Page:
(RNN) – Facebook, Twitter and other social media have been abuzz with claims that President Barack Obama will face impeachment trials next month. None of the claims are true.
The rumors seem to spring from a rash of impeachment threats by members of Congress because of U.S. military involvement in Gadhafi's Libya, the Fast and Furious gun-running scandal and Second Amendment controversies after Sandy Hook.
Impeachment rumors have dogged Obama's presidency - for reasons ranging from voter fraud to allegations that he was not born in the United States.
But it wasn't until 2011 that the criticism took any kind of official form.
In June 2011, the House of Representatives approved a resolution criticizing Obama for not seeking approval from Congress for the Libya campaign against Moammar Gadhafi. under the 1973 War Powers Resolution.
The criticism claimed Obama acted in violation of the 1973 War Powers Resolution, but the administration countered, saying the actions didn't fall under the jurisdiction of the 1973 act.
A bipartisan group of lawmakers headed by Rep. Walter Jones (R-NC) unsuccessfully sued Obama for the Libya involvement, claiming military action without congressional approval is illegal.
"The president is not a king. He was elected by the people, just like the House and Senate - we were elected by the people," Jones told ABC News.
Dennis Kucinich, one of the most liberal members of Congress, was one of two Democrats who joined the suit.
"With regard to the war in Libya, we believe that the law was violated," Kucinich said. "We have asked the courts to move to protect the American people from the results of these illegal policies."
In October, 2011, a federal judge dismissed the case.
Jones pressed on and on March 7, 2012, he issued another resolution stating that a president's use of military force without Congressional approval, "except in response to an actual or imminent attack against the territory of the United States," would be an impeachable offense.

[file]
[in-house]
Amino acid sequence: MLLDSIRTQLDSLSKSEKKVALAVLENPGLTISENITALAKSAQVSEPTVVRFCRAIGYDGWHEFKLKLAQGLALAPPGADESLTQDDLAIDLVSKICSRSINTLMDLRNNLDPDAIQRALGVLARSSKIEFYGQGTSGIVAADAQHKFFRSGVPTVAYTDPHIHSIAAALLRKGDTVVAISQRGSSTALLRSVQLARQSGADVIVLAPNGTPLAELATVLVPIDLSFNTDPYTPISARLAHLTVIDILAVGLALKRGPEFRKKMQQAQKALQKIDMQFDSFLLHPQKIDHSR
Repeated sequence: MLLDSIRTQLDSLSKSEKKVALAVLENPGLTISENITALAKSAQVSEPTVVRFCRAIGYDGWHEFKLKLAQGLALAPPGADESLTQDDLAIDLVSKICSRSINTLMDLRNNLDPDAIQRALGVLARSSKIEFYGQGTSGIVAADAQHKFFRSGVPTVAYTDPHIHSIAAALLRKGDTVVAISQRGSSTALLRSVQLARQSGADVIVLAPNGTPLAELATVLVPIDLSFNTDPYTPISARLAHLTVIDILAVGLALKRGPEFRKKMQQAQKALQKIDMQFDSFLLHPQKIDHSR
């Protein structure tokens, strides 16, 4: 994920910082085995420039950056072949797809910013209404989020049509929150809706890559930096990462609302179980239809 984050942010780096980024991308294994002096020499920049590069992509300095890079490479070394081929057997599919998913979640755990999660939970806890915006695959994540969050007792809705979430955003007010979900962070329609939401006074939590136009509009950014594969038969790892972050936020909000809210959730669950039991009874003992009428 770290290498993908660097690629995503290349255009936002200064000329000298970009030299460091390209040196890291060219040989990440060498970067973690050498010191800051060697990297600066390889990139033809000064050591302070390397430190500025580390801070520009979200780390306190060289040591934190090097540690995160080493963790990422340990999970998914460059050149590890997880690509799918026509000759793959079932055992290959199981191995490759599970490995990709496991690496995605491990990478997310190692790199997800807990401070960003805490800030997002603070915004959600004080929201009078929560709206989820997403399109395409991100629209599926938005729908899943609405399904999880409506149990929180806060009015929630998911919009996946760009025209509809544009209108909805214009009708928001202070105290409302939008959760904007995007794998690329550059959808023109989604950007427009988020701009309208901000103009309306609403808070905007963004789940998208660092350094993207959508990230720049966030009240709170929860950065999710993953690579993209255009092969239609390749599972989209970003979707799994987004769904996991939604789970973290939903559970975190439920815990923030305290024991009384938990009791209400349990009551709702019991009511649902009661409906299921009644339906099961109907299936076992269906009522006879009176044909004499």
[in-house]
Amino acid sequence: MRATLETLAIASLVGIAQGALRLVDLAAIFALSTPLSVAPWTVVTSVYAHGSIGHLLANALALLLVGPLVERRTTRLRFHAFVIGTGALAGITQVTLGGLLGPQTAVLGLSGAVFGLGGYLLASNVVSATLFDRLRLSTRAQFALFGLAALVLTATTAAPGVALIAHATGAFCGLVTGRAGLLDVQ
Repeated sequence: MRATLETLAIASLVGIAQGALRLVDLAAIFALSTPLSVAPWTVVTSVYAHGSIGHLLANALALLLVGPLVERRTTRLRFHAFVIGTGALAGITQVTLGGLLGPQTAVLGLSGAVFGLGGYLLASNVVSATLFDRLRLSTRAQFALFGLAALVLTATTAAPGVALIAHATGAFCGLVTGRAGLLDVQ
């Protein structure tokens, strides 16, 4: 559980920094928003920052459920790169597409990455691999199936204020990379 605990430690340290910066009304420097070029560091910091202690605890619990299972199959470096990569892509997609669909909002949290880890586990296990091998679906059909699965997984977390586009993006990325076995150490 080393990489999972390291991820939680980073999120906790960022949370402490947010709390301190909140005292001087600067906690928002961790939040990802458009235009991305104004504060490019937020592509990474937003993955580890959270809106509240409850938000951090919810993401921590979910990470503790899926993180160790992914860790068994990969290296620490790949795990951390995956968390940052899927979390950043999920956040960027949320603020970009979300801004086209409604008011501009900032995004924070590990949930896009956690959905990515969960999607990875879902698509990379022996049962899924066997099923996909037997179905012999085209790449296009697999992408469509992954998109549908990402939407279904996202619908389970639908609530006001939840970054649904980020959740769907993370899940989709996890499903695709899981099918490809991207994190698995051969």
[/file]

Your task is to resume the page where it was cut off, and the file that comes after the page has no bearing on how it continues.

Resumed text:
Many news websites interpreted this action to mean that an impeachment process had begun. But Jones' resolution died in committee, according to govtrack.us.
The Second Amendment
Another source of impeachment rumors involves allegations that Obama is infringing on gunowners' rights outlined in the Second Amendment.
In January 2013, when Obama announced he would sign executive actions in favor of more gun control, Rep. Steve Stockman (R-TX) alluded to impeachment in a Jan. 15 statement.
"I will seek to thwart this action by any means necessary, including but not limited to eliminating funding for implementation, defunding the White House and even filing articles of impeachment," he said.
Joining Stockman, Rep. Trey Radel (R-FL) also said impeachment should be an option, according to an interview with Florida politics blog, The Shark Tank.
The president ended up signing 23 executive actions on Jan. 16 that he believed would reduce gun violence.
Stockman and Radel have given no official indication that they will attempt to begin impeachment hearings.
Fast and Furious scandal
While some news sites speculated that the Fast and Furious scandal offered grounds for presidential impeachment, it was Attorney General Eric Holder who was the focus of the serious impeachment threats, not Obama.
Those rumors stopped in September, 2012 when an investigation concluded that Holder did not know of the plan to track guns sold in the U.S. to Mexican drug cartels.
Despite the lack of credibility to the rumors of impeachment hearing beginning in March, there is still effort to move forward with it.
Obama has taken criticism from the left and right for overreach and commentators have argued that grounds for impeachment exist, including the presidents' controversial drone program and the indefinite detention section of the National Defense Authorization Act.
Dave Lindorff, the author of a 2006 book that argued for the impeachment of President George W. Bush, argued that the legal memo justifying the Obama administration's execution of Americans on foreign soil is grounds for an impeachment hearing.
"There is no way around it," Lindorff wrote. "This president is a grave violator of the law and of the U.S. Constitution. Like George W. Bush before him, it is incumbent upon the Congress to establish whether his transgressions rise to the level of an impeachable offense.
As of now, no viable threat of presidential impeachment exists.
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